The Issue of Applying the Law of Shariah in the Civil State

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The speaker expressed his pleasure to visit Qatif for the first time, and considered his participation in Althulatha Cultural Forum as a step for promoting intercommunication between the citizens of this nation and a way for boosting intellectual dialogue between intellectuals in Saudi Arabia.
He started the lecture confirming the necessity to constantly discuss major issues by diverse intellectual groups. He indicated that discussion on the issue of applying the law of Shariah is a foregone conclusion to many people in this nation as well as the need for a civil state.
AlMaliki added that applying Shariah’s law under the light of the civil state would definitely attach people to religion. He mentioned that the concept of applying the law of Shariah was not fully explored and understood; as both Islamists and secularists have varied perception to the issue of applying it.
He stressed the necessity of understanding the concept of applying the law of Shariah before deciding to accept or reject it, and underlined the significance of discussing the concept of civil state instead of arguing over the Shariah.
He illustrated that the concept of applying the law of Shariah is not sacred; but must be discussed and criticized because it is political not religious. The concept emerged in the middle of the last century when the modern Arab states were established after the fall down of the Ottoman dynasty due to abolishing some strict regulations and harsh punishments.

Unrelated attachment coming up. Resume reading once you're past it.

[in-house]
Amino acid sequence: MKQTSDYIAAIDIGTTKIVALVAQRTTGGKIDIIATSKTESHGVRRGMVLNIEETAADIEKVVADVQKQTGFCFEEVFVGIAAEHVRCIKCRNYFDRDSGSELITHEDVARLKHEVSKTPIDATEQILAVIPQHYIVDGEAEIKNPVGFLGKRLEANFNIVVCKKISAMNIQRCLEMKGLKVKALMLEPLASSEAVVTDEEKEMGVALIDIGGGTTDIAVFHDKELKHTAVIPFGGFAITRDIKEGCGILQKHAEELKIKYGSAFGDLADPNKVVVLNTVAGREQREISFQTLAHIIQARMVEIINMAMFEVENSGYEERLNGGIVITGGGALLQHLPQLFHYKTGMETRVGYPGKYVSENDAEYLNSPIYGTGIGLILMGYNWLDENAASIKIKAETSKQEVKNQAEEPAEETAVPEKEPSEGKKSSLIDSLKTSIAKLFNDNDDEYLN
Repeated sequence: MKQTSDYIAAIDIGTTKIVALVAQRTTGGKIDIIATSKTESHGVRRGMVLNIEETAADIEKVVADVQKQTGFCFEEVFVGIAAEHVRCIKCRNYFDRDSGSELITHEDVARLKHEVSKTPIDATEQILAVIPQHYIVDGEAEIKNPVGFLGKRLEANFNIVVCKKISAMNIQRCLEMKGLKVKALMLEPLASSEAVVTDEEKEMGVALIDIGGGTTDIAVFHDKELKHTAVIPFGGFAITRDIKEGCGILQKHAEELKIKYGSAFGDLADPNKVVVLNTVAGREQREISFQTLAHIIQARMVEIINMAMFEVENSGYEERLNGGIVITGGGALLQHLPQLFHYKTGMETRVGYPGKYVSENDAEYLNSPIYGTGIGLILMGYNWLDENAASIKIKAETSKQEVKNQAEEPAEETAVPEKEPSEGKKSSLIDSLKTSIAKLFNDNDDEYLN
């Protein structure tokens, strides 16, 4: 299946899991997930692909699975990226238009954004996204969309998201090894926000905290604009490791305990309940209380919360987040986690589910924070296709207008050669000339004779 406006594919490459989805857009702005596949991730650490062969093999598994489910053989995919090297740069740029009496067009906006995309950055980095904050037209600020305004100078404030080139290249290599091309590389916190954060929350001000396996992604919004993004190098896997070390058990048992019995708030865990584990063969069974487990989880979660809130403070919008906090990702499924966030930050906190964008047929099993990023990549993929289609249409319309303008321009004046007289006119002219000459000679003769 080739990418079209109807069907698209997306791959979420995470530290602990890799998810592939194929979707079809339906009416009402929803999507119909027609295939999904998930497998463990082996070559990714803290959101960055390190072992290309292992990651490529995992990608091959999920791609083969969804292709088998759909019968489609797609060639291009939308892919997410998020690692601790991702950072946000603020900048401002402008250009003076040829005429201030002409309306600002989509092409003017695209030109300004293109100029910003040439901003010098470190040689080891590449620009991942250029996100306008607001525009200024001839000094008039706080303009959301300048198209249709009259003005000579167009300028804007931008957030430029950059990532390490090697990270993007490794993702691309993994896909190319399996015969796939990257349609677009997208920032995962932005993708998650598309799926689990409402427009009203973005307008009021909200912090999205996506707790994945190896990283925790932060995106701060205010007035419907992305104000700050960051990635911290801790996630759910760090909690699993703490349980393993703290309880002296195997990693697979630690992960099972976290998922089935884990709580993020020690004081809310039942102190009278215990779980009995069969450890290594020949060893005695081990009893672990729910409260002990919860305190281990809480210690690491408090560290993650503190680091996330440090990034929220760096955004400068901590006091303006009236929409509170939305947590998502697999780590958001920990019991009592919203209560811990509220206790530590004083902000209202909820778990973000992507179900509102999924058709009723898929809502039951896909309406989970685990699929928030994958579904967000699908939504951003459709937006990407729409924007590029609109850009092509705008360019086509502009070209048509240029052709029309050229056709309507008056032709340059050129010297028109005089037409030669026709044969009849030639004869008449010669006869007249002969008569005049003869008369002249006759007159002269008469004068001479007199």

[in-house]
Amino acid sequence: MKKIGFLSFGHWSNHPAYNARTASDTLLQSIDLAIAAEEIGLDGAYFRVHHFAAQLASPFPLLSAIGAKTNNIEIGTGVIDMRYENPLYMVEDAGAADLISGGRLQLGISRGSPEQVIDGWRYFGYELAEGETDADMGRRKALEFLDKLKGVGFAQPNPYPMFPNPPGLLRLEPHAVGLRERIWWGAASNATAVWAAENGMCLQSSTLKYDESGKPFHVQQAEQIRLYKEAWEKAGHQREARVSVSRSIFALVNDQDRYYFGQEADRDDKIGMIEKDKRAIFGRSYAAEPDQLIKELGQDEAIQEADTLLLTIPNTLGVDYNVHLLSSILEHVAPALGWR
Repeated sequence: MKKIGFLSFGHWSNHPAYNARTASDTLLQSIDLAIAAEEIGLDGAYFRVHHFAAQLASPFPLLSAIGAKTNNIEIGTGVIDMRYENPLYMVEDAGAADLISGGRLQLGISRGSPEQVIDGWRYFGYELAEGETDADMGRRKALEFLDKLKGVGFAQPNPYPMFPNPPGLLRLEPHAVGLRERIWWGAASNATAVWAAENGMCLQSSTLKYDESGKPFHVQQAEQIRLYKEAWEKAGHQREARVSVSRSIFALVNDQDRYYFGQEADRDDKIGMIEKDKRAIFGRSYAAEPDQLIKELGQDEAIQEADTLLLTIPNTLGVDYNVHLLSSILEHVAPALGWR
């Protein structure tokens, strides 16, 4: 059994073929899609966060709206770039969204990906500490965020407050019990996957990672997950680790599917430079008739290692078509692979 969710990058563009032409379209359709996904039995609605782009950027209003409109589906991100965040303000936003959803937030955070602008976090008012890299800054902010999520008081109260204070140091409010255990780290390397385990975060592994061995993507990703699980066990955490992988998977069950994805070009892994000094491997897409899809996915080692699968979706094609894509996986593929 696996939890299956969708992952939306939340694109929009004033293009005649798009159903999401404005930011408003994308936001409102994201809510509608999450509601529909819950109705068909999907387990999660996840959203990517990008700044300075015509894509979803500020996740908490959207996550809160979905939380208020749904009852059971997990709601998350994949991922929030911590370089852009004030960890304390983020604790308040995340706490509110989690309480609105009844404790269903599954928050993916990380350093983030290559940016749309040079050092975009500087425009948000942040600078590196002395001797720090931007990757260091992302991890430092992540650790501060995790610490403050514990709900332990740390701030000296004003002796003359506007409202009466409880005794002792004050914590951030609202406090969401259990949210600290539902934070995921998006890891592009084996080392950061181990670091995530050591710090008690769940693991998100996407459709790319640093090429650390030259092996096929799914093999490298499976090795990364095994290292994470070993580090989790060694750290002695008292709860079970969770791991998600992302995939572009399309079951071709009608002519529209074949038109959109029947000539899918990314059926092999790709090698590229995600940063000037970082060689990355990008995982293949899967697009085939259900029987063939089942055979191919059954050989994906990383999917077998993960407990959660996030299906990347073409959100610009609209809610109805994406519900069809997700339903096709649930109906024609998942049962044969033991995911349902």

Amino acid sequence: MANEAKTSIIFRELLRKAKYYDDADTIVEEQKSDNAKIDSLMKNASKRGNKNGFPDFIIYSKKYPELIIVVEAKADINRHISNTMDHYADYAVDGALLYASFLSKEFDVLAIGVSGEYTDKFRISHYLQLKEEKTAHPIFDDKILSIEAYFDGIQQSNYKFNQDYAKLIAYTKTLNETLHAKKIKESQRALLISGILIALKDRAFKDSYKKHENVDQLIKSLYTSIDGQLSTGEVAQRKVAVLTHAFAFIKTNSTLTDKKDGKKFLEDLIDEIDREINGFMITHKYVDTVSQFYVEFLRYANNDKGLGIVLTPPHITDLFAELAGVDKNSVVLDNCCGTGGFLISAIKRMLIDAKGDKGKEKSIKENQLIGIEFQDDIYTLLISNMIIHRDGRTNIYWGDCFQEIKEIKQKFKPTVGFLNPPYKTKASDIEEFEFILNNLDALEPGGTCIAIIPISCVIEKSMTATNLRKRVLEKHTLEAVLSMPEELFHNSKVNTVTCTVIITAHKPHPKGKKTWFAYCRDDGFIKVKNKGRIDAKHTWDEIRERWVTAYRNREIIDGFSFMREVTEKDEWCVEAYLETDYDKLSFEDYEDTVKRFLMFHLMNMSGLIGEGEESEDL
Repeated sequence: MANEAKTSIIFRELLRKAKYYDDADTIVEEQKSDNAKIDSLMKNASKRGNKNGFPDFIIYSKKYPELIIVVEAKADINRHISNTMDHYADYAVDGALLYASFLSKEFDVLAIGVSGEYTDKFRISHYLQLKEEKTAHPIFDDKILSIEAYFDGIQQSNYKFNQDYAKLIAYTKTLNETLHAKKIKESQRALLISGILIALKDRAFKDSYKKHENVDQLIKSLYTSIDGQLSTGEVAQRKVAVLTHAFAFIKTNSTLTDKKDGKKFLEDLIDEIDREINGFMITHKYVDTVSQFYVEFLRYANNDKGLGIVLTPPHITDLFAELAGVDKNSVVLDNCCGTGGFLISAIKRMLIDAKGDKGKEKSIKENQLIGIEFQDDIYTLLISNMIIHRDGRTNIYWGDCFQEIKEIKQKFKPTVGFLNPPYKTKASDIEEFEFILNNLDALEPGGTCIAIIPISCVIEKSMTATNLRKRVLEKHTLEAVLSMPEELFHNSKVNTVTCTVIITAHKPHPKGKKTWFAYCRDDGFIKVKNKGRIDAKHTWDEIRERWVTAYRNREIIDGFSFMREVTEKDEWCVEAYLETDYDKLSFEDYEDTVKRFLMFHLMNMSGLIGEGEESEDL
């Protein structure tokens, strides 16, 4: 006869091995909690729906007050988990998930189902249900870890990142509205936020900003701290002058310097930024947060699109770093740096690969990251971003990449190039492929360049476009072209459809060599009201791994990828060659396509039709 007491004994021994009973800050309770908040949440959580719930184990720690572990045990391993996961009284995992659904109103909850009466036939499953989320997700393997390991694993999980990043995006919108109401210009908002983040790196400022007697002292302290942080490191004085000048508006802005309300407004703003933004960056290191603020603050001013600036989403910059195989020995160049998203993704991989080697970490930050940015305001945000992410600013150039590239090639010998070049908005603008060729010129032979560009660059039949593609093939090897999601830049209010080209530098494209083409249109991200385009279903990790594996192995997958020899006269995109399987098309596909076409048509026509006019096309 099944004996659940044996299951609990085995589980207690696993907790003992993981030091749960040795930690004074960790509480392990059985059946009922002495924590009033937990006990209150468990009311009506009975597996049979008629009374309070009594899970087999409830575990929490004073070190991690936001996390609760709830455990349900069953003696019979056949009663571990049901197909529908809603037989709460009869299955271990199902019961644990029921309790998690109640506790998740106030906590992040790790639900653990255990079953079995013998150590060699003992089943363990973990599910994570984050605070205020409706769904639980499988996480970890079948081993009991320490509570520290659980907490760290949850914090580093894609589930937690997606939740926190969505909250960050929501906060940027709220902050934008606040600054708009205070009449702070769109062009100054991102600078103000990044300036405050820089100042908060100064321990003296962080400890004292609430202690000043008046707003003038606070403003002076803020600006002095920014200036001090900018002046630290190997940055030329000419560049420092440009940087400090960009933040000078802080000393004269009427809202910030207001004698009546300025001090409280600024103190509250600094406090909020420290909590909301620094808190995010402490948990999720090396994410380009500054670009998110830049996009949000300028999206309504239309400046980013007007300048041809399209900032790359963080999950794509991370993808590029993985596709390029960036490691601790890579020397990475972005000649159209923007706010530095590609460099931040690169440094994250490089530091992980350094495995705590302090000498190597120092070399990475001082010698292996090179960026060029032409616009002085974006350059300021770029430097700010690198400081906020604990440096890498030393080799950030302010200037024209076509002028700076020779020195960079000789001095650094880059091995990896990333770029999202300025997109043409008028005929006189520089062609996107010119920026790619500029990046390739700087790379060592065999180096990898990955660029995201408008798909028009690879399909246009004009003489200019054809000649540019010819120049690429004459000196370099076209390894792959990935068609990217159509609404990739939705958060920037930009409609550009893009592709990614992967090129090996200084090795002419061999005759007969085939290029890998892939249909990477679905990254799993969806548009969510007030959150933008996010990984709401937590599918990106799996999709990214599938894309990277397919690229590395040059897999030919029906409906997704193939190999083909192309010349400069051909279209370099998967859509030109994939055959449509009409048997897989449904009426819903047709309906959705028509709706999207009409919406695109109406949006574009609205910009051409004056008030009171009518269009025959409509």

The lecturer cleared the methodical frame for the relationship between the Shariah and the civil state through a set of rules. Most prominent of which are the consensus of citizens to undergo to the law, the executive authority must be elected and reflects the population’s will and interests and distinguishing between the absolute, divine legislation and the legal application or legislation.
AlMaliki, also, insisted on the necessity of differentiating between the closed democracy which results in one party and open democracy which leads to a political diversity. He explained that open regimes definitely result in free societies capable of designating the proper application of Shariah’s law.
A space was provided to the attendants to share their thoughts and wonders. Dr. Tawfiq AlSaif, an intellectual and a political thinker, commended AlMaliki depicting him as a deep-thinker and a bold critic. He said that the concept of the state making the society was brought to Muslims by the Greeks, and added that Arab states dominate parties and groups. He, also, emphasized that the controversy over the religious state and the civil state is a byzantine one, and there is no substitution for the religious state in Muslim societies.
Sheikh Hasan AlSaffar, a prominent Shiite leader from Qatif, confirmed the importance of liberating the nation’s will from the dominance of the state as a priority for achieving transformation affirming the need for presenting thoughts and ideas in a bold and transparent way. Husain AlAlq, a writer, called for rereading the concept of applying the law of Shariah which greatly occupies the discussions of cultural and political communities.
As an accompanying program, the Forum invited Ahmad AlZaher to speak about his experience in photography and to show his winning photos in international contexts.

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